The Other Team put up a great fight, but as the seconds were winding down, the Knicks made crucial baskets and key free throws to go up by one point. The Other Team was going to play for the last shot and either win it or lose it at the buzzer. 5 …4 …3 … 2 and then the shot went up. Missed it! The Knicks’ Mark Jackson got the rebound, buzzer sounded, ball game!

Knicks win, Other Team covers the +2.5, everybody’s happy!

Knicks’ coach Rick Pitino started to walk to the dressing room and was halfway down the tunnel at Madison Square Garden when he was stopped and told to come back. I can still see the look on his face which basically said “why?”

Now, this was back in the days when referees and the NBA weren’t worried about every tenth of a second. Especially in a game like this where there was NO WAY the Other Team could win.

But it was ruled that Jackson had been fouled on the rebound and – I’m not lying – they put 0.1 second on the clock.

The teams had to come back out and Jackson had to go to the free throw line. You probably don’t remember, but Jackson had this unusual free throw ritual in which he would point at the rim and then take about a week and a half to shoot. You’d think that he’d go out there and spare us the histrionics.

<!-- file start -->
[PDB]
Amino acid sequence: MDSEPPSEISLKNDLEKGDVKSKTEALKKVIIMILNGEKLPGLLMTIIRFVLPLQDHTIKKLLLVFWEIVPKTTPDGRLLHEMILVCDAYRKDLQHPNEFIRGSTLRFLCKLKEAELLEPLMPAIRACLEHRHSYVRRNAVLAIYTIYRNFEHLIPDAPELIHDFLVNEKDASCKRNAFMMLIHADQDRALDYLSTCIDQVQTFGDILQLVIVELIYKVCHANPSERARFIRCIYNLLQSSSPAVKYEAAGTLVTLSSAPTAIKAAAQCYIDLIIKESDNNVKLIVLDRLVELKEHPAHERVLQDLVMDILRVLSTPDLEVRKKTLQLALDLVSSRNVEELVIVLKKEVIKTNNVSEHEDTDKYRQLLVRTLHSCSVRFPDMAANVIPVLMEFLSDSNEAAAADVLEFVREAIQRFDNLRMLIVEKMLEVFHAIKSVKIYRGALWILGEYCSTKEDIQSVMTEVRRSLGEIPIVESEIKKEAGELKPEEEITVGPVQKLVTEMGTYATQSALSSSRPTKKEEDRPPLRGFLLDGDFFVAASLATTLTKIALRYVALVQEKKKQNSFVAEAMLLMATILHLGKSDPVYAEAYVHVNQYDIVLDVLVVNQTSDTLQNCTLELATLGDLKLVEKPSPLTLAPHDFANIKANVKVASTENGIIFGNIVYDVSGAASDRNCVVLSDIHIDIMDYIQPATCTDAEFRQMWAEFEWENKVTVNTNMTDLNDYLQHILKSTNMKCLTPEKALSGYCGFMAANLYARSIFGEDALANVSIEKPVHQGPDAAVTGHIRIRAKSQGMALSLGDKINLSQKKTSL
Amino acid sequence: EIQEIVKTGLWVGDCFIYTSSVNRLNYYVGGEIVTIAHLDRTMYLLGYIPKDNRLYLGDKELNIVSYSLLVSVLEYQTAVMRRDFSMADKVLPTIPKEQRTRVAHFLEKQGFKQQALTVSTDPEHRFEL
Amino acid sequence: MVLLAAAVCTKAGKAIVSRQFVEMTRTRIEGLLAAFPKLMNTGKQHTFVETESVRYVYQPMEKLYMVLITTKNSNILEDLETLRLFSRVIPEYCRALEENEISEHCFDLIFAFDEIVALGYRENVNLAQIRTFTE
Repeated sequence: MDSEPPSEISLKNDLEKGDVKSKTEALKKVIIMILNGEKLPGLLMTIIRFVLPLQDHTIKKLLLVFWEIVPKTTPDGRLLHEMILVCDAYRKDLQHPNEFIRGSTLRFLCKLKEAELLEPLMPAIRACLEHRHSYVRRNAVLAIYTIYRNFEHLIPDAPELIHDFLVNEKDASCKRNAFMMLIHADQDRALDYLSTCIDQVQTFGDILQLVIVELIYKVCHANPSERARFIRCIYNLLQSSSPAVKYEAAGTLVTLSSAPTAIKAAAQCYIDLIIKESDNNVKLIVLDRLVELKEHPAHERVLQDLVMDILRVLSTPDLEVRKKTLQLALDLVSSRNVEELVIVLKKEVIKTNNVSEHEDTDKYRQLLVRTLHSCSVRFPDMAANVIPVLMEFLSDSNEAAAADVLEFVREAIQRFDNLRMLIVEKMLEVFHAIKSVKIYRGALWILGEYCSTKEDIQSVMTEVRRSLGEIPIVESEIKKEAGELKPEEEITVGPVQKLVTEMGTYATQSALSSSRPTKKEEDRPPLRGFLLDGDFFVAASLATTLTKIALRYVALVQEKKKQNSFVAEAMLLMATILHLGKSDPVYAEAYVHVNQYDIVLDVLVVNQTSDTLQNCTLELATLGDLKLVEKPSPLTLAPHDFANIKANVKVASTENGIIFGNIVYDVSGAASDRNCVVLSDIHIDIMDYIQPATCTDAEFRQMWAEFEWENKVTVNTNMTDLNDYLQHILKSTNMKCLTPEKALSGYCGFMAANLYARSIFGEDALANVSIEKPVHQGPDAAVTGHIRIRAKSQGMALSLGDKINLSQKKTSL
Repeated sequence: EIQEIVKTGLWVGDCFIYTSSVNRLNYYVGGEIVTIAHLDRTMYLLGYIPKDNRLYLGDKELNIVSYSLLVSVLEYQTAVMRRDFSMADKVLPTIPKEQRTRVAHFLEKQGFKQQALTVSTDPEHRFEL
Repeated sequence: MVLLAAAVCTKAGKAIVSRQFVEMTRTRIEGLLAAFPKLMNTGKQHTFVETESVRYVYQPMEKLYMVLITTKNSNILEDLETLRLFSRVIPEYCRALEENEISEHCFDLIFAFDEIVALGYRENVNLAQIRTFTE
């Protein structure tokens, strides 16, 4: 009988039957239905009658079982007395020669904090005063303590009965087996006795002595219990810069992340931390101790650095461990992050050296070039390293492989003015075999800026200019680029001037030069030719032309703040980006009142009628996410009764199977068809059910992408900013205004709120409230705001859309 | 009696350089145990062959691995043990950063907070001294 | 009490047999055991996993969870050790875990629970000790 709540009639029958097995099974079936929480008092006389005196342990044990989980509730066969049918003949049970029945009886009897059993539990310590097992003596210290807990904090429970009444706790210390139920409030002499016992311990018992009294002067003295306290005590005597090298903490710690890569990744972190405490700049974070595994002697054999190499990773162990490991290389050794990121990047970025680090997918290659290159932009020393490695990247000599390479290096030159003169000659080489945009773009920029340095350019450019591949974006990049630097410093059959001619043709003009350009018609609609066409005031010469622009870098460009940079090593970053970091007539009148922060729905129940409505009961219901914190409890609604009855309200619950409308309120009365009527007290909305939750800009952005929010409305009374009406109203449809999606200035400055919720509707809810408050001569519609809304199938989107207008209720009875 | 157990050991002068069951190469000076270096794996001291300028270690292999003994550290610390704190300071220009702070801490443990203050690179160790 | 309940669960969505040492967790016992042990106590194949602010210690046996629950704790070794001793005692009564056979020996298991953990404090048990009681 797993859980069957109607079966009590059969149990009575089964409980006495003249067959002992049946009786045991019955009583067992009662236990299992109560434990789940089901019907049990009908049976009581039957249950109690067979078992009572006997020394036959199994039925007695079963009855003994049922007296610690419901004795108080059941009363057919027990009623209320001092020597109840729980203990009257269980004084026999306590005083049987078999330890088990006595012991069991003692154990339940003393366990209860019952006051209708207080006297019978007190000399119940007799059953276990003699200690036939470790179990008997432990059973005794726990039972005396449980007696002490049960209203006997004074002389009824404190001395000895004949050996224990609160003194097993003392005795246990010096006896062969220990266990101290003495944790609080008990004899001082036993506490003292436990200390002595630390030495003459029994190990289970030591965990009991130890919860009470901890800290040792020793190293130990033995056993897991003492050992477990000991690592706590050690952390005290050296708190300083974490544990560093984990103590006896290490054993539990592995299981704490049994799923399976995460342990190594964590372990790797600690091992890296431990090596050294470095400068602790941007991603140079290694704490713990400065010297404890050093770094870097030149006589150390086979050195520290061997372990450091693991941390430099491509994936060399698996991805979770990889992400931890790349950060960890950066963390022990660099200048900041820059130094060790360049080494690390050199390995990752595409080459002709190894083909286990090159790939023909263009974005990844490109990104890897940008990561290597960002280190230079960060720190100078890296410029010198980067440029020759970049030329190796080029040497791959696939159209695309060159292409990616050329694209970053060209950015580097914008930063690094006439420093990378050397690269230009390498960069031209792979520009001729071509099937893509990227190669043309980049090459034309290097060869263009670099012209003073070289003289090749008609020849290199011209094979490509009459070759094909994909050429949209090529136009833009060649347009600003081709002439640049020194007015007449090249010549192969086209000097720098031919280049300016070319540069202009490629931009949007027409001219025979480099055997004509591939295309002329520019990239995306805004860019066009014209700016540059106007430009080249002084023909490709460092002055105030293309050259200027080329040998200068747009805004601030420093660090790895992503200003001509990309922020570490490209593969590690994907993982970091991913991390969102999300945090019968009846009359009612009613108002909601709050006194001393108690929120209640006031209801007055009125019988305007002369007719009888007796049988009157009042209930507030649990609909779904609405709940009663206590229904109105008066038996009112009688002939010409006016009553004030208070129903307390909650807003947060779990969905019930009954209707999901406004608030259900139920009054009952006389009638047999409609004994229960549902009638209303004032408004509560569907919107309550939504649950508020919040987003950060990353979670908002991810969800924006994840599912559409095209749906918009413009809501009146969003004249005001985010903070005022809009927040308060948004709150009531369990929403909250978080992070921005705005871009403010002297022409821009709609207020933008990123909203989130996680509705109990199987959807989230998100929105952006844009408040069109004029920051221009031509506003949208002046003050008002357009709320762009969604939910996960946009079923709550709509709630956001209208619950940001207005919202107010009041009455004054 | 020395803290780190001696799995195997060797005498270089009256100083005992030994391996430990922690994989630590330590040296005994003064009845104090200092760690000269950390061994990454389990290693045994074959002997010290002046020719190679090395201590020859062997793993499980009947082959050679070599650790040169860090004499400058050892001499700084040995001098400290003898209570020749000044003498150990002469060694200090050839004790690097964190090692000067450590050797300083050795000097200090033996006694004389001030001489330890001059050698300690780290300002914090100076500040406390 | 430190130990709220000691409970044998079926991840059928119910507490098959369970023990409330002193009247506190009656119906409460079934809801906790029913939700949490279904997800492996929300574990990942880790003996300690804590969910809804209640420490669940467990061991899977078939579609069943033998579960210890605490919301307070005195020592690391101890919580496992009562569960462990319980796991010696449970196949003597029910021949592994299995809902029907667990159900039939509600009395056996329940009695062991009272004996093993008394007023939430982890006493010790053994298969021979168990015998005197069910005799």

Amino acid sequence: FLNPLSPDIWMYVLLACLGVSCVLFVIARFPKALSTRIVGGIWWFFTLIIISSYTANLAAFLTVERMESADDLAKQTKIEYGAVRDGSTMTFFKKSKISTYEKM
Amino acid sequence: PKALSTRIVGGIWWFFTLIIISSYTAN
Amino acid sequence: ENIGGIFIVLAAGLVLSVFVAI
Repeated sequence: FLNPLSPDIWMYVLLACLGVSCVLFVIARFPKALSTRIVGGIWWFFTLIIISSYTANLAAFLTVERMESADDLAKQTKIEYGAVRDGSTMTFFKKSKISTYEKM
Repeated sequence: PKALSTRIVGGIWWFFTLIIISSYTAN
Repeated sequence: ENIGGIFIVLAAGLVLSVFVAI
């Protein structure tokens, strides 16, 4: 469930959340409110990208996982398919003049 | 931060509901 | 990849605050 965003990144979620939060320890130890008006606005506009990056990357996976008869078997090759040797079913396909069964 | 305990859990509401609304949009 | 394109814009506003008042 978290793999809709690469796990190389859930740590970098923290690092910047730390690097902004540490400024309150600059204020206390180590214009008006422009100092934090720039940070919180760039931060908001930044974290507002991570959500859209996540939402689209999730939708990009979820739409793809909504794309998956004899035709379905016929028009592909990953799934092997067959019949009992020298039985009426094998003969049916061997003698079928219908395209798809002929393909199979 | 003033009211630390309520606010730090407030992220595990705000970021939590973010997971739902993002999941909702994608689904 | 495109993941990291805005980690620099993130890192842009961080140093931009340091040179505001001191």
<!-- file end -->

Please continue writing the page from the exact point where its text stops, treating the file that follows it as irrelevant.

You’d think wrong.

But he still had to make BOTH for me to lose. First one? Good. Here we go with the ritual again … second one … good. Knicks win by three and cover.

Pitino never even returned to the bench; he just stood in the runway and watched.

If I ever meet Mark Jackson, I’m going to ask for my $27.50 back.

Bossier’s Marquis Harris is a very, very busy young man


At a recent Bossier High basketball game, principal David Thrash was watching from the stands with a former parish school administrator. The visitor noticed that the Bearkats’ starting center walked down to the end of the bench, took off his jersey and walked to the locker room.

“Did that kid just quit?” he asked Thrash.

“Nope,” he said. “Not only is he one of our best basketball players, he’s also one of our best soccer players. He’s got another game to go to.”

Welcome to the world of Marquis Harris.

Multi-sport stars are not unusual (though they are becoming less frequent) in high school sports, but what Harris is doing – especially during this time of year – isn’t typical.

The 6-foot-5, 210-pound senior is playing two team sports at the same time – and doing it at a high level. The Bearkat star is the center on the Bossier basketball team, which will again be a top seed in the Class 3A playoffs. He’s also a forward on the soccer team, which is seeded No. 4 in the Division III playoffs.

And by the way, this comes after an outstanding career on the football team as quarterback, running back, wide receiver and kicker. Once the spring arrived, he will also be in multiple events for the Bossier track team.